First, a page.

It doesn’t matter how awesome your workplace is. As long as you are a leader at any level, you’ll have to deal with delicate issues from time to time.
It could be seemingly simple matters such as an employee who lacks good personal hygiene or an office romance that’s going too far. Or much more complicated problems like sexual harassment at the workplace or employee theft.
Whatever it is, sensitive issues test the character and strength of anyone in a position of authority. And while we’d rather not have these conversations, ignoring is an option with dire consequences. So, how do you deal with sensitive issues as a leader in your workplace?
Admittedly, talking about sensitive issues could be a tough task. However, the worst thing you can do as an employer or human resource manager is to allow the problems to drag, hoping they’ll fade away with time.
Successful managers would categorically tell you this never works. If you leave unacceptable behavior to go on for too long, it would gradually become company culture. At that point, resolving it will require drastic measures. The smart option for any workplace leader is to stay proactive when it comes to sensitive issues.
The moment you notice any behavior that needs to be addressed, take the right steps to nip it in the bud. It’s even worse if the issue was brought to your attention by a displeased employee. Failing to address such complaints could lead to lower morale, and word would spread quickly about how the company’s ‘open door policy’ is no more than word of mouth.
Your timing matters
When communicating in difficult situations, timing could be the difference between a productive talk and a disaster. Your desire to act swiftly should not obscure your sense of timing. In that case, you’ll be doing the right thing at the wrong time.
Perhaps your office rules prohibit romance between employees, and a pair of employees appear to be breaking that rule. As an manager, it’s essential to call them to order, but you must get your timing right. If both of them have an important project they’re collaborating on, and the deadline is close, you might consider stalling the conversation. Bringing it up could distract them from delivering a great job before the deadline, and the company could suffer for it. Instead, pick a better time to invite them to your office and share your concerns with them. In such situations, the delay could prove quite beneficial.
Whatever action you want to take should be laced with genuine concern and kindness. Communicating in difficult situations is already bad enough for both parties. It’ll only get worse if it’s done with a lack of empathy.
Be open and honest while expressing your feelings, and above all, show that you care for the other party’s feelings. If you’re talking about an employee’s hygiene, for example, you can start by telling the person how difficult it is for you to bring it up, but you feel addressing it will be the best option for both the person and the company.
Next, talk about how you value the person and be honest about how the problem is affecting other workers or the image of the company. In all you do, be gentle and honest. Do not sound patronizing while trying not to hurt the other person’s feelings.
Focus on the behavior and not the person
When talking about sensitive issues with an employee, you should keep out your personal feelings or the feelings of other employees as much as you can. The conversation should be as professional as possible, and you should make it clear you’re doing it for the benefit of the team or company.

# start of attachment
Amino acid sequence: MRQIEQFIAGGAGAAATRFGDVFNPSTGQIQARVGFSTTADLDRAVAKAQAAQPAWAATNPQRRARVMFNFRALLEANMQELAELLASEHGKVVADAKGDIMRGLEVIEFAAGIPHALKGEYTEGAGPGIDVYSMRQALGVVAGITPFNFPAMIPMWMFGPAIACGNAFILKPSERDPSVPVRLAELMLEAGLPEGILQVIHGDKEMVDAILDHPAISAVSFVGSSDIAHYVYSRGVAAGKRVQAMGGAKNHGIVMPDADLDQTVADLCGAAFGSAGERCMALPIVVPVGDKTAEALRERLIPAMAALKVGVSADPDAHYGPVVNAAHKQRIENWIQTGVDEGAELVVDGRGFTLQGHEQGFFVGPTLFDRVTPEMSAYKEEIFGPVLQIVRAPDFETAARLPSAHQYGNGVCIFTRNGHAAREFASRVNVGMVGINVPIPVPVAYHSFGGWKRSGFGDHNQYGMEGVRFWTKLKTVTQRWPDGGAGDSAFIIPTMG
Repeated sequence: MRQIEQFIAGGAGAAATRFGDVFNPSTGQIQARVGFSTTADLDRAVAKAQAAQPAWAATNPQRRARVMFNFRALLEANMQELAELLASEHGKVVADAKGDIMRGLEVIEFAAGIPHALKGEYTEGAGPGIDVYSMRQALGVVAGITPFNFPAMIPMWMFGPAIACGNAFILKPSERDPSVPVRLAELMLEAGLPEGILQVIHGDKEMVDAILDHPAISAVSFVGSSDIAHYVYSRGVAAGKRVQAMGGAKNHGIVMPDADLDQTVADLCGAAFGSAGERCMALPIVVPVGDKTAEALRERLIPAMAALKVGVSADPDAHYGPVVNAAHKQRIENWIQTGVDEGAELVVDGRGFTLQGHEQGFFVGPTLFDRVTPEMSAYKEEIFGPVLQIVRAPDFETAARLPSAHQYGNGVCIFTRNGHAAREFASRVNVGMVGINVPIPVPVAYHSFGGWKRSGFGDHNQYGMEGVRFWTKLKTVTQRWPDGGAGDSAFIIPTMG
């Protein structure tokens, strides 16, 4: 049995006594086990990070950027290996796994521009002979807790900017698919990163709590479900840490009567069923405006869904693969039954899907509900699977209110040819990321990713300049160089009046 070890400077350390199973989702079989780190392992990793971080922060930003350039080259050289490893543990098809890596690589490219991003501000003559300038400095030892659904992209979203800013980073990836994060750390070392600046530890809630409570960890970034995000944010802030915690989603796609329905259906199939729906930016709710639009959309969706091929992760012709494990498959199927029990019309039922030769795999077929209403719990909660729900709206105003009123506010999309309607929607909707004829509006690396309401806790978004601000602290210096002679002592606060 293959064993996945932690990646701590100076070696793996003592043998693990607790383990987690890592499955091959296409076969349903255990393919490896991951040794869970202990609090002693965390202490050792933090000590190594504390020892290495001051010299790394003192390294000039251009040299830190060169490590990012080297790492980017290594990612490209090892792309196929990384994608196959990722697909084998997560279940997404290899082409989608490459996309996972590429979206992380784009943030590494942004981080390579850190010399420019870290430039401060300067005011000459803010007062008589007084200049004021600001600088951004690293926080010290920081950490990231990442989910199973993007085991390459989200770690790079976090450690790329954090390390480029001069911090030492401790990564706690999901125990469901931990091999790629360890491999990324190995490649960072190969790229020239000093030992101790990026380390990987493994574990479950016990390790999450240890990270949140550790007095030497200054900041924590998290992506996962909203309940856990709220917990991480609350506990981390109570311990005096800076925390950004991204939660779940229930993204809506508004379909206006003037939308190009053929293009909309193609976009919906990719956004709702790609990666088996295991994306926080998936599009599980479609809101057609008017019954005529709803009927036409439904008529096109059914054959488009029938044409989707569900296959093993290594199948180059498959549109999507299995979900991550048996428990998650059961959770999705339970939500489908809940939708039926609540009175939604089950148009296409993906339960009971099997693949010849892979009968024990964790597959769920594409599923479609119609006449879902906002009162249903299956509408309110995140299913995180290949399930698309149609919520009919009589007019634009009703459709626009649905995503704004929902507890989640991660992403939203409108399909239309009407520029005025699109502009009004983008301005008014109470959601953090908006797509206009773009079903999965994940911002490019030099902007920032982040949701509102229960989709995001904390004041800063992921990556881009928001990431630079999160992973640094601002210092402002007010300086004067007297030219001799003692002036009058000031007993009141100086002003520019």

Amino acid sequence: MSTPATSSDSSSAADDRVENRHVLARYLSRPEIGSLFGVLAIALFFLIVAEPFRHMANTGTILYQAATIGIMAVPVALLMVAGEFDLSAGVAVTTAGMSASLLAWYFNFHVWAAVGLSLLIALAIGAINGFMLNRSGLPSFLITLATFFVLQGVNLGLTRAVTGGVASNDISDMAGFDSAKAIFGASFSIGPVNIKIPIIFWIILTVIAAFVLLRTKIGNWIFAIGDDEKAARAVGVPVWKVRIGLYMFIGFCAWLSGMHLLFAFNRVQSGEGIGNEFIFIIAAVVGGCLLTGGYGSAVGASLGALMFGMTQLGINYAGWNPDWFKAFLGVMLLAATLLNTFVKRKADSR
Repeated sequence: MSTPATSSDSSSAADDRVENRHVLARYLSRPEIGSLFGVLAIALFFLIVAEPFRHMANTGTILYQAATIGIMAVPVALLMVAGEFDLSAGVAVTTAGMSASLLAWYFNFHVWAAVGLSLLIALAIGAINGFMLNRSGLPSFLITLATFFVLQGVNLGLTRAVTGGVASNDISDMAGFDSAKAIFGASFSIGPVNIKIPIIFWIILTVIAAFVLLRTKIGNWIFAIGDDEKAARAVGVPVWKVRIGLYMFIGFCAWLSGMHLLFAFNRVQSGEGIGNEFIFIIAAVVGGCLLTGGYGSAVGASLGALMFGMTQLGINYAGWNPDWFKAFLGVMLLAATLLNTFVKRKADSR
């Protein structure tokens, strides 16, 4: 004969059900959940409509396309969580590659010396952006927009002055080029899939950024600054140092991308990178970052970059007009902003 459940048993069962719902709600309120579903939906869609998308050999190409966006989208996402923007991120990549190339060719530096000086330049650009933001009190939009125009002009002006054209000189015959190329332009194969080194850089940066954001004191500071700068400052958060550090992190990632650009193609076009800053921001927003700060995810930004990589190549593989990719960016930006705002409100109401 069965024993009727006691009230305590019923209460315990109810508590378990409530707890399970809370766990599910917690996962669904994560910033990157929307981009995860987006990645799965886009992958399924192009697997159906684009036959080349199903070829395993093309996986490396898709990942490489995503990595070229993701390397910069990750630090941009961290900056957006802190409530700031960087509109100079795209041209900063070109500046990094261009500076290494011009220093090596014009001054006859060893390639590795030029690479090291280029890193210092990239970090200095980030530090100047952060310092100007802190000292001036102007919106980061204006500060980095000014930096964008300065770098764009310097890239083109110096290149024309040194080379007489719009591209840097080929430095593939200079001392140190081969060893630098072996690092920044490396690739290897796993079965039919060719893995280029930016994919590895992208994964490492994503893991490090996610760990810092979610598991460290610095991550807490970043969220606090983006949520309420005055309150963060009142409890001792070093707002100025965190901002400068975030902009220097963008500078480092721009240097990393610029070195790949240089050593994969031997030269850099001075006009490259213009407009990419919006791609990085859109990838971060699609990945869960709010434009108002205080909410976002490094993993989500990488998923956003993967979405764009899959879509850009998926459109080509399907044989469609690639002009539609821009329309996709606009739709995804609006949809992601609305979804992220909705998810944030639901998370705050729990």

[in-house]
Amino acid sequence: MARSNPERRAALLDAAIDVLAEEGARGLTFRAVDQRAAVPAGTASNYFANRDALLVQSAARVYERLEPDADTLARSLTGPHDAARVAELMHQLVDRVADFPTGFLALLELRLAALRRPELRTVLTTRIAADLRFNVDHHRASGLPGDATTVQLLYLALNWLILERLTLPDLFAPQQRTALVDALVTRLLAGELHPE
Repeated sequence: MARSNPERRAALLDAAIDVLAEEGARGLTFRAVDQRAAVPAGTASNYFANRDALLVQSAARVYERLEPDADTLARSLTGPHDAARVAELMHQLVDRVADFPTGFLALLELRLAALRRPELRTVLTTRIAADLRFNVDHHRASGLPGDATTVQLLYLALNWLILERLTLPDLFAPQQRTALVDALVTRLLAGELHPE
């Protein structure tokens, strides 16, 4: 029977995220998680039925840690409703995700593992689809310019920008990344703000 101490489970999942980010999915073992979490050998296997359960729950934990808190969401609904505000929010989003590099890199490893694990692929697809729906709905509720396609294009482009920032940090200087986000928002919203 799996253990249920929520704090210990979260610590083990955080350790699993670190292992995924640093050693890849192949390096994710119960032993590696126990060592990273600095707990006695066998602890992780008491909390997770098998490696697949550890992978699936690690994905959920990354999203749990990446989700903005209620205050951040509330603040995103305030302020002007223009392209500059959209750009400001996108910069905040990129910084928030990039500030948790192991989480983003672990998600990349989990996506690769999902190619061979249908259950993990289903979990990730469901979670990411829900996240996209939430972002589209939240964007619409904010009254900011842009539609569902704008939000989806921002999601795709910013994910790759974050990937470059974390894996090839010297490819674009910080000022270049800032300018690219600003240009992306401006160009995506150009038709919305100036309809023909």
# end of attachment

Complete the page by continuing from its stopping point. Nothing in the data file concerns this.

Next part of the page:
The party on the other end of the conversation is likely to go on the defensive the moment they send any hint of vindictiveness. For example, if an employee has been going about complaining that another worker that just joined has a better pay package, you should let them know that speaking openly about remuneration packages could hurt team morale and the company.
That if they have any issues with payment structure, there are more appropriate ways of expressing their grievances. Employees that are concerned about company growth should understand this method of communication and take the proper steps.
Effect structural changes or disciplinary measures when necessary
Sometimes, managers need to follow communication in difficult situations with the appropriate action. It’s not just about listening to employees expressing their grievances or talking with them about the things you’re not happy with. You need to make the right moves to ensure the conversation does not keep popping up. If we take the example pay package example as a case study, you cannot end the matter by merely telling the concerned employee to express their grievances appropriately.
Explain the reason behind the discrepancy, perhaps it’s because of the younger employee’s experience or skill set. Next, ensure the explanation gets to other employees that may also have similar concerns, or that may have been influenced by the complainant. Structural changes may also involve taking firm disciplinary measures when appropriate. For example, a case of sexual harassment or theft cannot be put to bed by listening and showing empathy.
Take the proper disciplinary steps after investigating and invite the relevant authorities. That way, you’ll be sending a clear message about what the company can and cannot tolerate.
Needless to say, respecting an employee’s privacy and boundaries is important in sensitive situations. And as an employer, you should look out for progress and not perfection. Appreciate noticeable signs of change and give feedback to the employee. Conclusively, it is vital to note there is no definitive manual for talking about sensitive issues. Each example of sensitive issues may require a unique approach, and the steps you’ll take would also depend on the nature of your organization. However, these tips should help you communicate effectively in most sensitive situations.